Matt. 12:32 – Jesus says, “And anyone who says a word against the Son of man will be forgiven; but no one who speaks against the Holy Spirit will be forgiven either in this world or in the next.” Jesus thus clearly provides that there is forgiveness after death. The phrase “in the next” (from the Greek “en to mellonti”) generally refers to the afterlife (see, for example, Mark 10.30; Luke 18.30; 20.34-35; Eph. 1.21 for similar language). Forgiveness is not necessary in heaven, and there is no forgiveness in hell. This proves that there is another state after death, and the Church for 2,000 years has called this state purgatory.

    Luke 12:47-48 - when the Master comes (at the end of time), some will receive light or heavy beatings but will live. This state is not heaven or hell, because in heaven there are no beatings, and in hell we will no longer live with the Master.

    1 Peter 3:19; 4:6 - Jesus preached to the spirits in the "prison." These are the righteous souls being purified for the beatific vision.

    Gen. 50:10; Num. 20:29; Deut. 34:8 - here are some examples of ritual prayer and penitent mourning for the dead for specific periods of time. The Jewish understanding of these practices was that the prayers freed the souls from their painful state of purification, and expedited their journey to God.

    Baruch 3:4 - Baruch asks the Lord to hear the prayers of the dead of Israel. Prayers for the dead are unnecessary in heaven and unnecessary in hell. These dead are in purgatory.

    2 Macc. 12:43-45 - the prayers for the dead help free them from sin and help them to the reward of heaven. Those in heaven have no sin, and those in hell can no longer be freed from sin. They are in purgatory. Luther was particularly troubled with these verses because he rejected the age-old teaching of purgatory. As a result, he removed Maccabees from the canon of the Bible.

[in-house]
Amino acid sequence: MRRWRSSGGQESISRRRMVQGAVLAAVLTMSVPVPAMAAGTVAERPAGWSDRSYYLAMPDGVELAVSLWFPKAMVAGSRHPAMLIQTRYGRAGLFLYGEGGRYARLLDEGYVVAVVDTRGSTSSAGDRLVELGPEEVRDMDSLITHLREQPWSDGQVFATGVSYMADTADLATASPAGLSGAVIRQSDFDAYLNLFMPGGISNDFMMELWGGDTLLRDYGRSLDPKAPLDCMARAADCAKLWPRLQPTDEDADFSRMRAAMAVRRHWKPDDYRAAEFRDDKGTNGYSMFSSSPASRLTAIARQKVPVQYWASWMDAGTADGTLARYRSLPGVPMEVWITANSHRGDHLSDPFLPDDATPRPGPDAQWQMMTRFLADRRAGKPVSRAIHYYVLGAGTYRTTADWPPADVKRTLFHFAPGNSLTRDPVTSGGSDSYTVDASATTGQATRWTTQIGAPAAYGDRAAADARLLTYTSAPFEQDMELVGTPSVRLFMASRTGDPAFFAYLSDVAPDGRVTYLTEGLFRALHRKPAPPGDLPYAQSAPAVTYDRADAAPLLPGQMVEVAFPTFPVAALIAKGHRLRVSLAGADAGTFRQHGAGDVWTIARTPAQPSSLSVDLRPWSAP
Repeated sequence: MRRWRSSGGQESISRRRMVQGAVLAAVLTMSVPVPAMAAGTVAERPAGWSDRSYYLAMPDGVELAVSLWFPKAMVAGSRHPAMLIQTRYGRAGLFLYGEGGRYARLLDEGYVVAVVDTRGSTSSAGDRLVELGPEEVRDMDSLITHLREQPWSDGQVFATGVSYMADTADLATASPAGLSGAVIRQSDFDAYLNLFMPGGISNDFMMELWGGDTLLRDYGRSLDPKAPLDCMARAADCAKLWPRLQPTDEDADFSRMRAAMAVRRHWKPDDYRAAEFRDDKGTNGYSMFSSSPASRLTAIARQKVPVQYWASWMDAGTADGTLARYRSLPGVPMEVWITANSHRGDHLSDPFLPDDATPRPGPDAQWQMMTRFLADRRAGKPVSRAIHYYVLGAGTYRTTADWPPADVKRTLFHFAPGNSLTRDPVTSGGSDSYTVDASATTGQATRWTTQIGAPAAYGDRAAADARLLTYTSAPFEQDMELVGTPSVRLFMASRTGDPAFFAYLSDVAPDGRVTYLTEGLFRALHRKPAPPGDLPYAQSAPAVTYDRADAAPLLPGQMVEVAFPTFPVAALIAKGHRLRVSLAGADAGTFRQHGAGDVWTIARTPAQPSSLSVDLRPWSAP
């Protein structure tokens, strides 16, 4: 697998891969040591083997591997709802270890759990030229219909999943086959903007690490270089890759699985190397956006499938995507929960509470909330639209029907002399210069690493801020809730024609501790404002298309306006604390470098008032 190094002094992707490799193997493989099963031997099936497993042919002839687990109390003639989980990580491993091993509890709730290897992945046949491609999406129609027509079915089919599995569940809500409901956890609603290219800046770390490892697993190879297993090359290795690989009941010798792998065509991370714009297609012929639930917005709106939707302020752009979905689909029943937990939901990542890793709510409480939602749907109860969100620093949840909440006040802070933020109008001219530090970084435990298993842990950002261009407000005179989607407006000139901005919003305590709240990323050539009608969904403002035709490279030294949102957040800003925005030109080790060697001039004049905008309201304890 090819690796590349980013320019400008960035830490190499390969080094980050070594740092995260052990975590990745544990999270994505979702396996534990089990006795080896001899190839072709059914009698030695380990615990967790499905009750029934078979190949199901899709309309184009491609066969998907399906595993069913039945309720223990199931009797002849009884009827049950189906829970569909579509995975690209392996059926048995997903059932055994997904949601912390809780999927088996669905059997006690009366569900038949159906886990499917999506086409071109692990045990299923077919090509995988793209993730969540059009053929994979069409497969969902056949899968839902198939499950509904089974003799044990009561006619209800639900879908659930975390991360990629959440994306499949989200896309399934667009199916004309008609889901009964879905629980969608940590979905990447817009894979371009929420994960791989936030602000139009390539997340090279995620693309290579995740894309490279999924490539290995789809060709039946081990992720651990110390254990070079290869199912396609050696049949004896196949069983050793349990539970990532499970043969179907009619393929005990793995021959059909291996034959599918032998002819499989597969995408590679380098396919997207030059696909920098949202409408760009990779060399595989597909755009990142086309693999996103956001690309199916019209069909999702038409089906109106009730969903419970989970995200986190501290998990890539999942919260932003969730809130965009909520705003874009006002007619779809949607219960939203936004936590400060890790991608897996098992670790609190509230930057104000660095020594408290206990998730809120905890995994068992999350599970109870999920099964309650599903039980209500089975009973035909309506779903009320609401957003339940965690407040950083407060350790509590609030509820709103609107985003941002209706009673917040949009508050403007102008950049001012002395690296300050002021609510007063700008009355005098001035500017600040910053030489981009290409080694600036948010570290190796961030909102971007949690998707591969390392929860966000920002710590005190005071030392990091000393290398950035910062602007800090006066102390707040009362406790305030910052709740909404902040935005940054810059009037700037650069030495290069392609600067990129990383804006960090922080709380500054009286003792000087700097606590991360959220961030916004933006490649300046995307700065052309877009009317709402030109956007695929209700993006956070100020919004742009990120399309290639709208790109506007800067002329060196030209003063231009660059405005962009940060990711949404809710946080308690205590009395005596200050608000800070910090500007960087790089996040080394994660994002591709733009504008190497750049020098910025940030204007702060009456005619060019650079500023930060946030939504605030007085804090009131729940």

4. Since Catholic teaching on Mary is one of the greatest obstacles for conversion for Protestants, I would like to post a little about it also.

    But I will start with Catholic teaching on venerating saints, relics and images, since this in itself shows that Holy people in Heaven could and should be honored. How much more then the Arc of the New Covenant, the Blessed Virgin Mary Mother of God - who contained God Himself in Her womb!

    PART 3


    2 Kings 2:8 - And Elijah took his mantle, and wrapped it together, and smote the waters, and they were divided hither and thither, so that they two went over on dry ground.

    2 Kings 13:21 - And it came to pass, as they were burying a man, that, behold, they spied a band of men; and they cast the man into the sepulchre of Elisha: and when the man was let down, and touched the bones of Elisha, he revived, and stood up on his feet.

    Acts 19:12 - So that from his body were brought unto the sick handkerchiefs or aprons, and the diseases departed from them, and the evil spirits went out of them.


    Exodus 25:18 - And thou shalt make two cherubims of gold, of beaten work shalt thou make them, in the two ends of the mercy seat. 19 And make one cherub on the one end, and the other cherub on the other end: even of the mercy seat shall ye make the cherubims on the two ends thereof. 20 And the cherubims shall stretch forth their wings on high, covering the mercy seat with their wings, and their faces shall look one to another; toward the mercy seat shall the faces of the cherubims be. (Cherubims means statues of angelic beings, so God can order something that is sinful according to the false theology of Protestantism!)